Monday, August 31, 2015

#PitMad, an Unbeaten Path

By: Ataska Brothers  

I finished my novel in February, created a Twitter account in March, and signed a contract with Fantasy Works Publishing in April. The publisher I really, really wanted. Two days after I signed the contract, I received an email from an agent. The agent I really, really wanted...

Here’s what transpired during my first month on Twitter and how I scaled the formidable wall of publishing so fast.

With the manuscript completed and the query letter polished, I faced an arduous task: getting noticed among thousands of writers who, just like I, were ready for the next step in their writing career. Researching my options, I read an agent’s bio and was struck by the list of her favorite classic writers. It was surprisingly similar to mine. At that moment I knew I wanted to be her client. There was one problem: the agent didn’t consider “cold queries.” She accepted submissions from the writers she met at conferences and from the participants of #PitMad. That was the first time I had heard of Twitter Pitch Contests.

I put a search engine to work, and minutes later I knew I needed to create a Twitter account and figure out how it worked right away, because, by a lucky coincidence, the next #PitMad was coming up in three days.

What is #PitMad?

Four times a year, participants get a 12-hour window to pitch their manuscript in 140 characters or less. Agents and acquiring editors are monitoring the feed. If they favor your pitch, you follow their submission guidance and send them your query letter and sample pages.

My pitches were noticed, but not by the agent I wanted. I queried her anyway, explaining how her love for certain books inspired me to enter the contest. She requested my pages. While waiting for her decision, I participated in another Twitter contest, #PitSlam. The rules are different: in the course of a few days, you have a chance to submit your 35-word logline and the first 250 words via email, and get critiqued by a team of judges.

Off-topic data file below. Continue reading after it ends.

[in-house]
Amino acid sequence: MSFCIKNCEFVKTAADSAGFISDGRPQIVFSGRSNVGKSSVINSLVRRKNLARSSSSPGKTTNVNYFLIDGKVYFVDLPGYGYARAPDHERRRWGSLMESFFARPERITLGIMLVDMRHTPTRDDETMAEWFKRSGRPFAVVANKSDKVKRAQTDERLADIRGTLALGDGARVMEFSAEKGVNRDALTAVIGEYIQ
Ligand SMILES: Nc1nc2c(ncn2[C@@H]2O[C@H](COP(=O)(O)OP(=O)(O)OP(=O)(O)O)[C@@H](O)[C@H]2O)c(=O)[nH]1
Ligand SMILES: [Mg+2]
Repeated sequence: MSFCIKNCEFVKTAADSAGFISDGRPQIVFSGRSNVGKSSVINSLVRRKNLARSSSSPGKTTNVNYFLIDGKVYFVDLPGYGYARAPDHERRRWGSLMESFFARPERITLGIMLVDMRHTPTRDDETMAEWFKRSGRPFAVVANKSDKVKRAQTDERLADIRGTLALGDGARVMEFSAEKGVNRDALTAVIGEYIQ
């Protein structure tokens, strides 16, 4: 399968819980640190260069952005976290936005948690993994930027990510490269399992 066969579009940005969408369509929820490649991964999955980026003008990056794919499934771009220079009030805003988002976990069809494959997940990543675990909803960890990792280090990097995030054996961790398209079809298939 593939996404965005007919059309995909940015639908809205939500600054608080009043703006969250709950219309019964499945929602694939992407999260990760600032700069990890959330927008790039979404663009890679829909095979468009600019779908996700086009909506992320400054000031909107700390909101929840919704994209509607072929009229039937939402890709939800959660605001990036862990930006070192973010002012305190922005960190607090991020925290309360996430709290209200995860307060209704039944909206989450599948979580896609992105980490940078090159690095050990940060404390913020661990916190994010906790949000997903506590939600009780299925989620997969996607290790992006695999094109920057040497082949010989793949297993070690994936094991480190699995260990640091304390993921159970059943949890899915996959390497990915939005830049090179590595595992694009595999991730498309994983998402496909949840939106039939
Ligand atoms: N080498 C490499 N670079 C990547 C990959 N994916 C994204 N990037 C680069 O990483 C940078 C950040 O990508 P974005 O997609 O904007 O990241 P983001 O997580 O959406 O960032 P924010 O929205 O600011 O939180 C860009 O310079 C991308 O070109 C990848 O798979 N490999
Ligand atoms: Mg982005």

Then everything happened at once. A feedback from a small publisher convinced me that Chapter 8, a dialogue between two characters, had to go. A series of blog posts, echoed by the advice from #PitSlam judges and a guest critiquer for PPW’s Open Critique, made me ponder whether I started my novel at the right spot.

Most importantly, while exploring Twitter, I came across Fantasy Works Publishing. I read the words of Jen Leigh, FWB’s acquiring editor: “We are aware that some publishing houses will alter your story by requesting additional plot lines or removing existing subplots. I dislike the practice. Our goal is to publish your story, not our vision of it.” That’s when I knew I wanted to work with the FWB team.

But what could I do to ensure my submission succeeded?

The decision was agonizing. My prologue and the first two chapters made the manuscript a finalist and winner in several writing contests.

I deleted all three.

Surprisingly, only a few paragraphs needed to be saved for clarity. After an hour of revisions, I hit the “send” button. A week later, I received a contract offer.

And the agent whose blog post started my Twitter odyssey? Two days after I signed the contract, she advised that I should revise my second chapter and resubmit. That was one of the deleted scenes — I had made the right decision! When I explained that the manuscript was already under contract, the agent kindly wished me luck. The prologue that was so painful for me to cut? At the Pikes Peak Writers Conference, I attended a workshop which made me certain the prologue was important for the story. I sent it to my editor, and her decision was to keep it.

Finding a home for my manuscript could have become a long, nerve-racking process, but I discovered the right path in the realm of Twitter. Since March, my account has gained over 500 followers. Various pitch contests take place several times a year. The next #PitMad is scheduled for September 10. Would you like to give it a try?


Born in Moscow, Ataska grew up with the romance and magic of Russian fairy tales. She never imagined that one day she’d be swept off her feet by an American Marine. An engineer-physicist-chemist, Ataska realized that the powder metallurgy might not be her true calling when on a moonless summer night she was spooked by cries of a loon in a fog-wrapped meadow. What if, a writer’s unrelenting muse, took hold of her. Two of her passions define her being. Ataska is an orchid expert and she writes dark fantasy.
EDITOR'S NOTE: Ataska joins the Writing from the Peak blog as one of its columnists effective this month.